The other testing was completed and our IEP meeting was scheduled. Arnie and I showed up and were escorted into a conference room. In attendance were Drew’s teacher, a special education team member, the school psychologist, the speech therapist, and an assistant vice-principal. We sat around a huge table and looked at Drew’s test results. Compared to two and half years ago, the numbers on the paper didn’t even look like they could have come from the same kid. There were obviously many improvements, but also areas that needed work. In addition to reading help, he qualified for speech therapy- FINALLY! No special education consult was necessary but we demanded to have some classroom modifications included in the plan. Drew had been in school for almost 8 weeks at this point and his teacher had in fact learned pretty quickly what worked for him and what he needed. I wanted it in writing so we didn’t have to go through it all over again with a new teacher the next year. The modifications Drew needed weren’t really all that tough, although his teacher did kind of make it seem like a total inconvenience to her. I know she’s busy and she has 24 children she has to teach. But, sitting him close to her, making sure you repeat instructions for him and redirecting him once or twice during the day to make sure he stays on task warrants a big “SO WHAT?” from me.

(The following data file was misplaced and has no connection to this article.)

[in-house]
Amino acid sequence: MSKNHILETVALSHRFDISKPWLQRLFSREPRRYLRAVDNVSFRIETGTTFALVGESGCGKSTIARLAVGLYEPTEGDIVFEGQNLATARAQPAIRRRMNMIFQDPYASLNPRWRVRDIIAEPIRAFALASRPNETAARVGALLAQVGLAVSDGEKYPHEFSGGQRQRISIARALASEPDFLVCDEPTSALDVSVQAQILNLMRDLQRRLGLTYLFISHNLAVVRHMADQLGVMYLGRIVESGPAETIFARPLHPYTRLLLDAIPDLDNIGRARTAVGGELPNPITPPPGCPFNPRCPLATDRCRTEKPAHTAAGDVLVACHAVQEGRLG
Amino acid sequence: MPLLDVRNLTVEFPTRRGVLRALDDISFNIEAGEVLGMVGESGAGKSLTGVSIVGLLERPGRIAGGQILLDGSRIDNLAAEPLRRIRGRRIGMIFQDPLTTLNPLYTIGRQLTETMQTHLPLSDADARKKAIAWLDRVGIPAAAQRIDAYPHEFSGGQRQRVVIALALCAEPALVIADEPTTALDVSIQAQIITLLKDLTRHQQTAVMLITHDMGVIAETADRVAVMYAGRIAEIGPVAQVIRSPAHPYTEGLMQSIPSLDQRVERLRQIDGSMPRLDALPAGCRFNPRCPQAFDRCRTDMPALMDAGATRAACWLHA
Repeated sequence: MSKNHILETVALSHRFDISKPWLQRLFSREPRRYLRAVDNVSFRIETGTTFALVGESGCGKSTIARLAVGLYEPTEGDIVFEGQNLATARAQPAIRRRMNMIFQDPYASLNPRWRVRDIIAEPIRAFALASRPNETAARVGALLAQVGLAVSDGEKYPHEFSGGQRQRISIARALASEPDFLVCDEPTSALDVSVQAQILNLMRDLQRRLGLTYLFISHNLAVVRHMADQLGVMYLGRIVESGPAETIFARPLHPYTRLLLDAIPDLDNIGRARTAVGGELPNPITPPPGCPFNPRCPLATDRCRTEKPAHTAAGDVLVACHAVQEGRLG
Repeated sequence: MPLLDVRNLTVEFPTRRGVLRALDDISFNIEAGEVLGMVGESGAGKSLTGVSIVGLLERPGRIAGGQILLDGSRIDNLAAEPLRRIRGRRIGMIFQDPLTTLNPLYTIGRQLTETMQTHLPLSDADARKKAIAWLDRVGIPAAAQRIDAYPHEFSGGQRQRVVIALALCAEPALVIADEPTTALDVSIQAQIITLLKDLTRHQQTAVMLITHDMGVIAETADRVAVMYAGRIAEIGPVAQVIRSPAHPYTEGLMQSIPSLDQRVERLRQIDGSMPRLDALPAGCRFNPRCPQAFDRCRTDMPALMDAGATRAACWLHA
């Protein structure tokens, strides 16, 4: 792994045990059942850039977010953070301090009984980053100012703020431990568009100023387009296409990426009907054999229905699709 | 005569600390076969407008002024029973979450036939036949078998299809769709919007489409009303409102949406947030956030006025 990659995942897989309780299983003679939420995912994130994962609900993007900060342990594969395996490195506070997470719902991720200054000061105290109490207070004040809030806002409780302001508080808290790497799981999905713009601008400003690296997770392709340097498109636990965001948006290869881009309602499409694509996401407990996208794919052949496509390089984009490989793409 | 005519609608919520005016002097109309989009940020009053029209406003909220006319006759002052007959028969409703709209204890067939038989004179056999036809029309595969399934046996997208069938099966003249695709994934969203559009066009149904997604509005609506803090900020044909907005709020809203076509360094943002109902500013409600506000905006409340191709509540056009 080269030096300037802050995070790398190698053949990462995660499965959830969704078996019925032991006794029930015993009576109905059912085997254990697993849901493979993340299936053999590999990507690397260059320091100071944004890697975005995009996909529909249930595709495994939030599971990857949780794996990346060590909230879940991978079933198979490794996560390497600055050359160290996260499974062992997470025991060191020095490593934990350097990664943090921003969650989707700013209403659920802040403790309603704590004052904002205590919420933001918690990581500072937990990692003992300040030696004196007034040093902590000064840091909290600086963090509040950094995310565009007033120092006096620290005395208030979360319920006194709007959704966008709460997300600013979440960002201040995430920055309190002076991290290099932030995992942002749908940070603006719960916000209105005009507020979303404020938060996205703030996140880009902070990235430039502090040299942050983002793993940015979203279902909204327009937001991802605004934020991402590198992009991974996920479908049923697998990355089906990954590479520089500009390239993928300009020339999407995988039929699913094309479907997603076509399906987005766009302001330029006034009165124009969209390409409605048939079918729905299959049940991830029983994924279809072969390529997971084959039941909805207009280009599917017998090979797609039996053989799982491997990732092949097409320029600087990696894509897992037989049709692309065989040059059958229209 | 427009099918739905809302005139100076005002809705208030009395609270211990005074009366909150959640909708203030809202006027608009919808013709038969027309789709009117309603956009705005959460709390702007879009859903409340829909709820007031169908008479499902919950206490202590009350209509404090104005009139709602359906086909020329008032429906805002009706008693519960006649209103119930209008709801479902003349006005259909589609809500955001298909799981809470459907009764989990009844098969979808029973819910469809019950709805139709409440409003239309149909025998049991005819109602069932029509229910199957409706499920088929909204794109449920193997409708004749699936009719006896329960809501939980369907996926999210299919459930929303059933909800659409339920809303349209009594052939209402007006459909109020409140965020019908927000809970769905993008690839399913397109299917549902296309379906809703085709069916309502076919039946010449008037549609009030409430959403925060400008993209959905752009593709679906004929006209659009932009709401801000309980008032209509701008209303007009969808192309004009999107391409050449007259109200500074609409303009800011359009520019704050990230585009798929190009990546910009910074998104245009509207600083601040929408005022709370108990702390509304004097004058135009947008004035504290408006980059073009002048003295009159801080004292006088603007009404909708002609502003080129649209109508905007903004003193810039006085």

And this is where I am right now with “special needs” children and “mainstream” classrooms. Drew is amazingly smart. I would LOVE to know how his mind works. You’ve read the anatomy textbooks that talk about synapses and making connections in your brain but to see it actually happen in real-time before your eyes is an incredible gift. Remember back in part one where I said at three (almost four) years-old Drew couldn’t count to five? For as long as I live I will never forget the day he counted past five. We were in our playroom and Drew had been playing with his train set. The time came to clean up so I got out the bin and we started picking up tracks. I heard Drew mumble something each time he threw a track in the bucket. I listened closely and was startled to realize he was counting- and he was already in the 20s. There were 138 pieces of track and that day he counted every one. He must have wondered why his mommy was sitting there crying and hugging him so tightly!